Sister, I've discovered many new religious orders are springing up in the Church. It's so wonderful! I'm curious though, how is a religious order started?
This is probably my favorite question ever. I can't answer it.
Yes I can. It's just so much. There's just .....so much. St. Ignatius, St. Francis of Assisi, Mother Frances Cabrini, Carol Gerhardinger..hundreds of founders of hundreds of orders .Like babies, the stories of their births are completely unique and utterly the same.
So let's say you want to start a religious order. You have to make some choices. Habit? or no.
Habit? You'll need to design one. Or get a habit designer. If so many new orders are springing up, it seems to me someone is missing out on a fine niche career opportunity.
What is your order going to do? If you just want everyone to lock themselves into a house and prayer all day, then just go join an order that is already doing that. If you want everyone to do something that no one else is doing, in terms of meeting the needs of human beings on the planet, write that down.
How is your order going to sustain itself financially? The Church is not responsible for the financial well being of your group. You're on your own with several mouths to feed and bodies to house. But not necessarily. St. Francis of Assisi had a group of followers that just roamed all around and begged while they preached. But then, he really wasn't trying to start an order. He started doing something, some people started doing it with him, and making it an order was foisted on him. He didn't even want to be a priest (he thought he was unworthy). That was foisted on him, too.
But I digress. As the founder, you will responsible for your community. Right now you have three people and you. Is that enough? Sure.
Your new idea and little group is called a "Charism". A gift to the Church and to the world. Get your mission statement ducks in a row and deal with that habit question and figure out how you will carry out your mission financially speaking (most of us still beg, one way or another).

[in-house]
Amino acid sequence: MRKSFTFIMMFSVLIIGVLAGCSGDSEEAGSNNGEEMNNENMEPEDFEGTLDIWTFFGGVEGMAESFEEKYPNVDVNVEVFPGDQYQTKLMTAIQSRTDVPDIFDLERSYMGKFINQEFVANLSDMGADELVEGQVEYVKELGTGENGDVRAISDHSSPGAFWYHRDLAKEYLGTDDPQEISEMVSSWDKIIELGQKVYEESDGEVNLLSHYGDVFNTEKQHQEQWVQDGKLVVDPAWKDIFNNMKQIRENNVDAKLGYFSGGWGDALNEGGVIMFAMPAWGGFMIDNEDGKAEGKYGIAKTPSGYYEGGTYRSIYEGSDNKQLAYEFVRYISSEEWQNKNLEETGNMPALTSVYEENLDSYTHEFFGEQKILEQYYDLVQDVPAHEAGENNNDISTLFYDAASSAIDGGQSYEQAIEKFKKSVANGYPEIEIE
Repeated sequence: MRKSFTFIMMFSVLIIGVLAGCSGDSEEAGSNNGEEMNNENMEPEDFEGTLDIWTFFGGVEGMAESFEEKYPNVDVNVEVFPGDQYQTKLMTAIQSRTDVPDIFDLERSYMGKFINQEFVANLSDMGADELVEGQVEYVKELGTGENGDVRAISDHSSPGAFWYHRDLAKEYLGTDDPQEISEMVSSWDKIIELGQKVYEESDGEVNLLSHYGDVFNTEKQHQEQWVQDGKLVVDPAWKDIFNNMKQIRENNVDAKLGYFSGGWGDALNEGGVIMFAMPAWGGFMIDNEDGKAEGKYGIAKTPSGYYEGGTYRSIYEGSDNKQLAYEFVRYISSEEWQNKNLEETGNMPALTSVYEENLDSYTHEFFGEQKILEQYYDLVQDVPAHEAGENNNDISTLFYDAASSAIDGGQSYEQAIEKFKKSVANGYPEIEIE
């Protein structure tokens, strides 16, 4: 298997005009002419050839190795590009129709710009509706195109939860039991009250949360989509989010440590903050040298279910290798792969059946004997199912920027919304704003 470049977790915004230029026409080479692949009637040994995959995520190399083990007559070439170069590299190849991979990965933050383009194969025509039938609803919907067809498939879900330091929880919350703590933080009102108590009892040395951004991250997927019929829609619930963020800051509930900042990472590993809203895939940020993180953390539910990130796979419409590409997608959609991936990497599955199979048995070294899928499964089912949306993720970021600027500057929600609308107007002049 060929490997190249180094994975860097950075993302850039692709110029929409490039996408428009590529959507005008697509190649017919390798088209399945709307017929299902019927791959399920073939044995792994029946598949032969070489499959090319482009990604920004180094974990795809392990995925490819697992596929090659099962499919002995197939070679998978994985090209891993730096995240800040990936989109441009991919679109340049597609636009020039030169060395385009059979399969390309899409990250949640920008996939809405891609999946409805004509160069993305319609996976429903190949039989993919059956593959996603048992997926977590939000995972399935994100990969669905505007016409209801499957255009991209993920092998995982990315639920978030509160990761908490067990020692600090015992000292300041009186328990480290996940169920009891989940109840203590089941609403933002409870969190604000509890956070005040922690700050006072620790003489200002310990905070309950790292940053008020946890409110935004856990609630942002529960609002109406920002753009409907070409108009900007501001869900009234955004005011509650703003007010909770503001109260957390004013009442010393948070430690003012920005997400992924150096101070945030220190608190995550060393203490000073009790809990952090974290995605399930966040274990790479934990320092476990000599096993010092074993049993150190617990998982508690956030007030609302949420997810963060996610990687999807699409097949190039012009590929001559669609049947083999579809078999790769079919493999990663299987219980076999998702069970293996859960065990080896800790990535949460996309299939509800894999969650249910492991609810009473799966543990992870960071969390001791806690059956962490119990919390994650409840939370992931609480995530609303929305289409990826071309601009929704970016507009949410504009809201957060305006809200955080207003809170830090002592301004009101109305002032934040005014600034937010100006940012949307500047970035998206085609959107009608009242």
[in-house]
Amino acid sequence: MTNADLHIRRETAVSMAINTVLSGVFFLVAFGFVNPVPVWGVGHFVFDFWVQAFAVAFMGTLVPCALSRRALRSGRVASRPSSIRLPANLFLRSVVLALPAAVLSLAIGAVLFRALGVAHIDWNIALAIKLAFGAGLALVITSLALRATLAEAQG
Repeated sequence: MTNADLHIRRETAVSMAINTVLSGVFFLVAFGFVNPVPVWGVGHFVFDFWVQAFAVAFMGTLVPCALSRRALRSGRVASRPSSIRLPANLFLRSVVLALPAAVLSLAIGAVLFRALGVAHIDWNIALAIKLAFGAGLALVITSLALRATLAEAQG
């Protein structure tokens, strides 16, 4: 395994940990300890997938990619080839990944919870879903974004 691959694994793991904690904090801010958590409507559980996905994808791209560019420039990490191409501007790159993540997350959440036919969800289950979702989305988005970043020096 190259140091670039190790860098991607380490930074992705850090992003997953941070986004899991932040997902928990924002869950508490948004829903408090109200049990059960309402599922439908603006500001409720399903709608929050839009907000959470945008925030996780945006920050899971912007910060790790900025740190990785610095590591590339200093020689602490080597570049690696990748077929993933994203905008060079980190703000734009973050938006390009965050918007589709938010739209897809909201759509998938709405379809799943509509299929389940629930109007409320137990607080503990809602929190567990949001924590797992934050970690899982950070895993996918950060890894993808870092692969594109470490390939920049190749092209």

So far so good. Love your habits! And look, now you have another person joining! You can take some vows among yourselves to dedicate yourself to Christ through your Charism. Are you an order? No.
You have to gather you habit patterns and mission statement and talk to the bishop. He might tell you to go home and join some other order. He might tell you that he wouldn't approve of your order if all the other hundreds of orders disappeared in a puff of smoke. He might tell you that you habit design needs work.
(I'm not joking. A community of men who were all wearing the same T-shirt were reprimanded because it looked to much like a habit and they weren't a religious order. I cannot picture this. I've never seen the T-shirt habit, but I think more people would consider religious life if the T-shirt habit was more widely employed.)
It the bishop thinks you've got something there he will give you his blessing, but that's just step one. Like canonization, approving an order goes on for years and there are many steps that lead all the way to Rome.
As your group grows, so do your chances of getting full approval. Ditto for longevity.
If this is all too much for you, you might consider starting a lay order. All you have to do to start a lay order is start a lay order. Done and done.
If you like we can come back and talk about how various orders were founded. Who was Carol Gerhardinger? Now know as Blessed Theresa, she founded the School Sisters of Notre Dame. She was a German girl who gathered a group of women to teach. They taught me and wore this habit until I was in high school. I particularly love this rendition of her. Someone truly captured the facial expression of a lifelong teacher.